The launch of Mifid II on January 3 went about as smoothly as any mid-week, year-end, market-transforming imposition of thousands of pages of new securities regulations might be expected to do.
Bond volumes cratered, participants struggled to access data and by the end of the first week two crucial parts of the new regulation’s transparency drive had been put on hold.
In the context of grand financial market regulatory projects, therefore, not a total disaster and perhaps even something of a success.
Some individual regimes were certainly keen to trumpet their own efficiency. France’s market regulator, the AMF, noted its pride that its new platform had processed more than one million trades from 50 firms, representing the first day’s trading under Mifid II and filed by midnight.
“The volumes processed demonstrate the marketplace’s overall good state of preparedness, even if further efforts must be made by some firms.”
One small point, though: on the day of launch, exemptions were granted to ICE Futures Europe and the London Metal Exchange from the UK’s Financial Conduct Authority, and to Eurex from Germany’s BaFin, that allow them not to comply with open access requirements until 2020.
So much for regulatory harmony.
But surely the question at the top of everyone’s minds is what life is like now for those instruments being traded via the use of pre-trade transparency waivers? Well perhaps not everyone’s, but it’s interesting to look at, not least because nearly half of European stock trading happens away from exchanges.
For those uninitiated in European Securities and Markets Authority (ESMA) jargon, this is about dark pools, trading arrangements that are not quite in keeping with the spirit of Mifid. Opacity is kind of the point of dark pools, and transparency is kind of the point of Mifid. They’re an odd couple. But they want to find a way to get along.
Mifid II imposed a legal obligation on ESMA to implement by January a mechanism whereby stocks being traded through dark pools are subject to a double volume cap – the DVC. It is supposed to mean that only 4% of all trading in a 12-month period on EU venues in a given stock can take place on an individual dark pool, and only 8% across all dark pools. Triggering the cap means a six-month ban from dark pool trading in that stock.
Inevitably, the DVC doesn’t capture everything. There is a large-in-scale waiver for trades that are big enough to qualify for reduced transparency, but you’re not supposed to add up client trades merely to hit that. Heaven forbid. Trading over the counter is also outside the scope, but you’re not supposed to do that merely to avoid the DVC.
Or you can apply to be treated as a Systematic Internalizer (SI) for specific instruments, which frees you from some reporting requirements some of the time – although it also brings other obligations. Mifid I introduced this for equities, but Mifid II extends it to other asset classes.
There has never been a proper central repository of SIs, which get approved at a national level. But there is now an ESMA datasheet that collates any that it has been informed of. It shows there were 36 of those as of January 3, after a flurry of applications in recent months. It’s fair to assume that there might be a lot more interest in that as time goes on.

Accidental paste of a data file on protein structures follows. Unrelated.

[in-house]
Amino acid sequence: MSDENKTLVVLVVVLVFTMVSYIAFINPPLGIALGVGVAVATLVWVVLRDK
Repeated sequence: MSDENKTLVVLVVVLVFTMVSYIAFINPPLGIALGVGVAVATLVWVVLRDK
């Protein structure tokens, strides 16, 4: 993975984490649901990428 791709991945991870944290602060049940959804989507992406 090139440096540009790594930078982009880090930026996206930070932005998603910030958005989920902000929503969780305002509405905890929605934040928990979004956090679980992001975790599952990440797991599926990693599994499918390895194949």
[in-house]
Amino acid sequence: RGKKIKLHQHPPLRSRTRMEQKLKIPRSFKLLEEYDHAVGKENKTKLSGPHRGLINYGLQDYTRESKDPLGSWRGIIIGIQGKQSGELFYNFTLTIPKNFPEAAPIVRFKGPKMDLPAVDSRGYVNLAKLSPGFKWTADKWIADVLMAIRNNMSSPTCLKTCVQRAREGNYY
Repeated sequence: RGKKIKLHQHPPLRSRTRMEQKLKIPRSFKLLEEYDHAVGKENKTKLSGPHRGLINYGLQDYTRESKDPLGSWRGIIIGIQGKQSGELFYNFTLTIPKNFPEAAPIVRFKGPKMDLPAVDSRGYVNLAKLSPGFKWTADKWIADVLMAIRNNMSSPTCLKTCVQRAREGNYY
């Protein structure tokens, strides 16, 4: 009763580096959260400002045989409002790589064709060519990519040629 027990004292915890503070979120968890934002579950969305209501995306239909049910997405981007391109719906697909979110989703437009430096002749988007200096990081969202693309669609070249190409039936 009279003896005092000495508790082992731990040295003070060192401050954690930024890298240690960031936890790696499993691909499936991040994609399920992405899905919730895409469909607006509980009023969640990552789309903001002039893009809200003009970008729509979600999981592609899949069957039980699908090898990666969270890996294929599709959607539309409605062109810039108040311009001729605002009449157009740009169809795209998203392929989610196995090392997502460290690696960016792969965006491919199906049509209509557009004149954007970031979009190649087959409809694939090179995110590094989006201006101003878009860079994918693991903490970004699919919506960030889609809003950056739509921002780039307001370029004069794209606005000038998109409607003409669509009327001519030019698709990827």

Back to the DVC. When Mifid II kicked off, ESMA had intended to begin publishing data on which stocks would be subject to bans on being traded in dark pools. But it hasn’t happened yet. Less than a week into the new regime, ESMA has admitted defeat, saying that it now won’t happen before March. Based on its discussions with authorities and trading venues, it’s confident this deadline can be met.
As easy as DVC
But what went wrong? Well, as one might imagine, operating such a scheme is a Very Complicated Thing. It’s not that ESMA hasn’t tried. It pointedly notes that its IT systems for the DVC have been finalized and open for submissions from October 16, 2017, more than two months early.
In fact, at the ESMA end, it’s all going marvellously. This, from a DVC statement on January 9:
The system is globally operating as designed and is performing calculations based on the data received as envisaged.
That must come as a blessed relief to anyone who felt that there were things in Mifid’s first week that might not have been “operating as designed”.
No, the problem was all at the market end, and here’s how bad it was. For a while now, ESMA has been running transitional calculations. On the basis of the data it received to work those out, it reckoned it ought to be told about some 30,000 instruments come January.
When it came to the final datafiles, it certainly had decent participation by trading venues: about 75% made submissions. But for the DVC calculations to work, the data had to tick two boxes. One, all venues where a stock could be traded had to report, and two, ESMA needed data for the whole period of 2017 to work out what caps should be applied in January 2018.
That simply didn’t happen. The number of instruments for which the data received ticked both boxes was only 650, just 2% of what ESMA was expecting. And surprise, surprise, those 650 are barely traded anyway.
ESMA didn’t want to put all the blame onto market participants, though, pointing out a couple of difficulties that they faced:
The DVC IT system is more complex compared to the other Mifid II IT systems that ESMA is running.
So, think how complex any of the various IT systems are that ESMA uses to process the millions of things relating to Mifid II. The DVC system is ‘more complex’ than any of those.
Then there’s the timing:
ESMA acknowledges that trading venues only had limited time to compute and submit all data as the relevant reporting period only closed on 31 December 2017 and the data had to reach ESMA by close of business on 5 January 2018.